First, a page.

So my latest offering is really two recipes in one because I made Ballymaloe mincemeat crumble cake using Rachel’s very own Mincemeat recipe. I’m telling you, I felt very Delia-ish making it. My kitchen TV is permanently tuned in to the Food Network or the Good Food channel and so I had Delia’s Classic Christmas on quite a bit over the past few weeks. Although the series was filmed may years ago, the woman hasn’t sold over 21 million books for nothing. She really knows her stuff and, even back then, she was way ahead of the game. Making homemade mincemeat is exactly the type of classic cooking that Delia would teach and, up until recently, I wouldn’t even have entertained the idea of making my own! Why would I go to the bother of making mincemeat when all I have to do is buy it in the supermarket? Surely M&S is just about the best type to be bought?! As I contemplated whether or not to make it, I kept thinking about that episode of Friends - the one where Rachel made the trifles and put minced beef into the dessert instead of mincemeat but, hey, I wasn’t about to do that! So, having looked through the ingredients for the recipe, I thought I couldn’t really go wrong and it was worth a try so here’s how it went…
The mincemeat had to be made at least two weeks in advance of its use which is what I did before moving onto the Ballymaloe mincemeat crumble cake for New Year’s Eve. The mincemeat started off with cooking apples which I peeled, cored and cut into large chunks. I then added a small bit of water and let them cook on a low heat until they were really soft. Once done, I let them cool before moving on to the next part. In a very large bowl (use a really big one!), I added raisins, sultanas, currants, chopped mixed peel, soft dark brown sugar, mixed spice, the juice and zest of two oranges and two lemons and small bit of Irish whiskey (Jameson to be exact!). The recipe gave the option of using either shredded suet (eugh!) or chilled and grated butter so you know which one I went for. Yes, must keep my shares up with the Kerrygold! I was also supposed to add nibbed almonds but the supermarket was sold out of them so I just chopped up blanched almonds and added them instead. Once the apple was cool enough, I added it to the large bowl and mixed everything.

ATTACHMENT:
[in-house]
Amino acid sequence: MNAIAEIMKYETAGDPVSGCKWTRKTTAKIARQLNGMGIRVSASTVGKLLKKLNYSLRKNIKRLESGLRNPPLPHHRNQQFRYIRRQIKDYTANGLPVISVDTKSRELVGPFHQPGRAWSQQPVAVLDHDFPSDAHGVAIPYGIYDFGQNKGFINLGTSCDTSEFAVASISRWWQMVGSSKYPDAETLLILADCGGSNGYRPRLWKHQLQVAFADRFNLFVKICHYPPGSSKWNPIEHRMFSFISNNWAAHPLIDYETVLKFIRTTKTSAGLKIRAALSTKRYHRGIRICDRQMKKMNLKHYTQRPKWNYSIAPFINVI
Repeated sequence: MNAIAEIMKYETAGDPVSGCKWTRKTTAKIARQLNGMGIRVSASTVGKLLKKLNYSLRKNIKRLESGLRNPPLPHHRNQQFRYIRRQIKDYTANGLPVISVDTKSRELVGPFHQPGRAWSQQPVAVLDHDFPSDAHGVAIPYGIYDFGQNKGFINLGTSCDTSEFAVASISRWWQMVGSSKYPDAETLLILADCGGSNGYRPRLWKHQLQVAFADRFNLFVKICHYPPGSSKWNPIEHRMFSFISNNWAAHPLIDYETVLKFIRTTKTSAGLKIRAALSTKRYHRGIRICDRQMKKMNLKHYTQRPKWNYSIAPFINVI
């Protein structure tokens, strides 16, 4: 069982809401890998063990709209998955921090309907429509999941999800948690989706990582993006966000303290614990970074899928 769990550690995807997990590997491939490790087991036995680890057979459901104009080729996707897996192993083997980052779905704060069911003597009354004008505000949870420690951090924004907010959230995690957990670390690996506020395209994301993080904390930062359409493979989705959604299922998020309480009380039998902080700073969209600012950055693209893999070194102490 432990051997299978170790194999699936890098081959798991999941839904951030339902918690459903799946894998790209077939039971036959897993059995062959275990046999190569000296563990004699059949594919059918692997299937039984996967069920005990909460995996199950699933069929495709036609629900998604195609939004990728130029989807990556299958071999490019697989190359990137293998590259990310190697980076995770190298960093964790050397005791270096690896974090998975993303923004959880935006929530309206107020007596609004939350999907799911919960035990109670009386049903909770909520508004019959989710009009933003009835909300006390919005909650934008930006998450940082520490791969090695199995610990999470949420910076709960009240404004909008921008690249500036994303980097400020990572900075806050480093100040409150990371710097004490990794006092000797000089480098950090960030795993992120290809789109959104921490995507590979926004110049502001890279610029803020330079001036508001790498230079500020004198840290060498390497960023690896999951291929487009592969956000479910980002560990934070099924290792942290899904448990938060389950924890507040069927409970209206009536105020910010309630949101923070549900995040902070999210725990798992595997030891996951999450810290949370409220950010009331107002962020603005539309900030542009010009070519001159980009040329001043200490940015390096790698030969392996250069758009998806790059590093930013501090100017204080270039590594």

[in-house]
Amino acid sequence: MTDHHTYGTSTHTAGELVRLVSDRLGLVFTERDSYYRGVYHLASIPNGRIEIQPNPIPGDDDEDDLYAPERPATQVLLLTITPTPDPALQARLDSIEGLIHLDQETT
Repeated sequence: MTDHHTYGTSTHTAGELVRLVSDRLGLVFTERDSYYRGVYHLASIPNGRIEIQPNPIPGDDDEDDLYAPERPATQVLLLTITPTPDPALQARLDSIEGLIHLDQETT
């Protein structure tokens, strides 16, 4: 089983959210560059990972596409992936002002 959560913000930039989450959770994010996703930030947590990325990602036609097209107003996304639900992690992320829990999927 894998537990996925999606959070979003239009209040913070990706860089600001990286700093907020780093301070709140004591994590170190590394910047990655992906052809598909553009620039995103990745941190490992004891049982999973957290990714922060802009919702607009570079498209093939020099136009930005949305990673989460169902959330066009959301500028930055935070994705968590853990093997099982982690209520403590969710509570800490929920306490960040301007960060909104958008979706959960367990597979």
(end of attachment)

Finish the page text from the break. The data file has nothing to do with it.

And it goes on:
I always have a great stock of Kilner jars about the house so I sterilised a few of them by simply running them through the dishwasher and then added the mincemeat mixture to them. According to the recipe, the mincemeat recipe can keep up to 1-2 years in a cool, dark place. Not that I suspected my mixture would have the chance to keep that long.
Then, we fast-forward to two weeks later and to making the Ballymaloe mincemeat crumble cake. I began with the crumble which was very simple – self-raising flour, caster sugar, butter (chilled and cubed) and flaked almonds. I just crumbled up the ingredients but added the almonds in last. Next on the list was the cake mixture which consisted of flour, soft, light brown sugar, eggs, vanilla extract, milk and butter. I whisked the ingredients gradually using my electric hand-held whisk and then folded in the flour before putting it into a prepared spring-form cake tin. I was surprised at how thick the cake mixture was so I added in another tablespoon of milk to absorb all the flour. It literally ended up as one large blob which I smoothed around the base of the cake tin using the back of a dessert spoon. I then added some of the homemade mincemeat on top of the cake mix followed by the crumble mix. Into the oven it then went for 50 minutes. I took it out and checked it with a metal skewer but thought it could do with another 5 minutes….and then another 5 minutes….hey, it must be my oven!!! The cake had to sit for 20 minutes and then I carefully managed to get it out of the tin and onto a plate using a large, thin knife without breaking it. Phew!!! Lastly, I dusted off the cake with some icing sugar and served with freshly whipped double cream. Yum!
Okay, now I can understand the difference between shop-bought mincemeat and homemade mincemeat. They really are worlds apart. I’m not an expert on mincemeat but I can confidently say that if I had to do a blind-folded taste test of many different varieties of mincemeat, I could now tell the difference between the shop-bought ones and the homemade variety. Do I now think it’s worth the hassle of making my own? Erm, yes, I do! I’m definitely a convert and, to be honest, it really wasn’t a whole load of work. I mean the only cooking involved in making mincemeat is softening two cooking apples. The rest of the recipe is flinging the rest of the ingredients into a bowl.
As for the cake itself, it was beautiful! The bottom layer is very cake-y, then the thin layer of (homemade) mincemeat (yum!), followed by the even yummier crumble with the almonds (delish!). If you want a Christmas recipe with a slightly different slant on using mincemeat, then this is it. The different layers meant different textures and I loved that about the recipe. The inclusion of the flaked almonds in the crumble really makes a difference. The verdict is 9 marks out of 10 from me. Dear Husband, who isn’t a fan of mincemeat surprisingly awarded this recipe an amazing 8 marks out of 10 so that’s as good an indication as any that this recipe is really, really good.
Overall, the cake is very easy to make and not very time-consuming – just be sure to have the mincemeat made a couple of weeks in advance. It’s definitely worth the effort though and, without doubt, it will be top of my Christmas culinary list next year. In the mean time, Happy New Year everyone!